Worth mentioning is that all CompIQ circuits have a hard-set signal level protection; which is around 1.2Vp-p or just around… pro signal level. For higher input levels than that, the circuit gets into distortion, which is generated by the protection section of the circuit and not within the active electronics, like buffers and VCA. Such protection is needed to avoid damages within the electronics due to input spikes or accidental DC leakage. Anyway, guitars and basses will not get to that top-level easily, unless they are put after a device that would be cranked up.
The Side Chain Filter
Side Chain Filter is a feature which allows a change in the side chain compression triggering frequency filter. The purpose is to delay the start of the compressor by the low frequency with high amplitude, which otherwise would clamp the higher frequencies too early. This results in a breathable type of compression, which has a particular sound characteristic, making it feel more natural to the ear. At the same time, the sound at the output may come out” fatter” or “punchier”. In CompIQ PRO Stella, the SCF is switchable for a pre-set amount of low-cut of the triggering frequencies. The Normal option provides a general purpose type of compression response, while Low and Deep options add a cut of -12dB@90Hz and -12dB@200Hz on top of the Normal side chain curve, making it suitable for bass instruments.
Tape Saturation Lo & Hi-Cut filters
The Tape Saturation analog circuit acts only on the Dry signal. This optionally-saturated signal can then be mixed with the wet, compressed signal, to infuse harmonic distortions and warm-up the audio, without affecting the dynamics of the compressed signal. The headroom of the saturation circuit is pretty high, so you need to dial in some saturation before the effect is audible.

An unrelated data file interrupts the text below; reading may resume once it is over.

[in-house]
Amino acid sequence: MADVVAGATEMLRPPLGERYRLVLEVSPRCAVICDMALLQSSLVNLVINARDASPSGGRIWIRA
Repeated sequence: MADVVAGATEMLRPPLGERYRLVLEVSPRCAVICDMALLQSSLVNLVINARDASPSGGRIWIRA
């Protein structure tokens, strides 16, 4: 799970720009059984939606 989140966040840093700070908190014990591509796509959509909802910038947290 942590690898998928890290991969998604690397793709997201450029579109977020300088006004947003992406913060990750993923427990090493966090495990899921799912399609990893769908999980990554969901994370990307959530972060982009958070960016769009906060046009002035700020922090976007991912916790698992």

The Low & High cut filters should be used only when Tape Saturation is used, otherwise, they will affect the clean dry line, although, that might also be a desirable way of using the Dry/Wet Mix control. The filters were necessary so that they would accommodate different types of audio sources, and respond musically without introducing unwanted fuzziness on the low end (especially for bass), or make it sound brittle (especially on bright guitar pickups).
Below you can see how the filters affect the frequencies of the Dry line.
The Tilt-EQ section of the circuit is placed after the compressor, just before the Mix control, which means it acts on the wet signal only. When mixing the dry unprocessed signal, with the wet, compressed and processed signal, the effect of the Tilt-EQ is washed out little by little, as you introduce more dry signal.
The Tilt-EQ on Stella has two frequency pivot points so that it will accommodate either bass (pivot at 330Hz, which corresponds to the higher note on the highest note of a 4 or 5 strings bass), or guitar (pivot at 1KHz, which corresponds to the highest note on a 20-fret guitar). At extreme setting (CC or CCW), there is a total difference of 12dB in between lows and highs. In the middle position of the Tilt-EQ knob, the frequencies are not affected. The Tilt-EQ section can be bypassed altogether by changing the position of a jumper inside the pedal.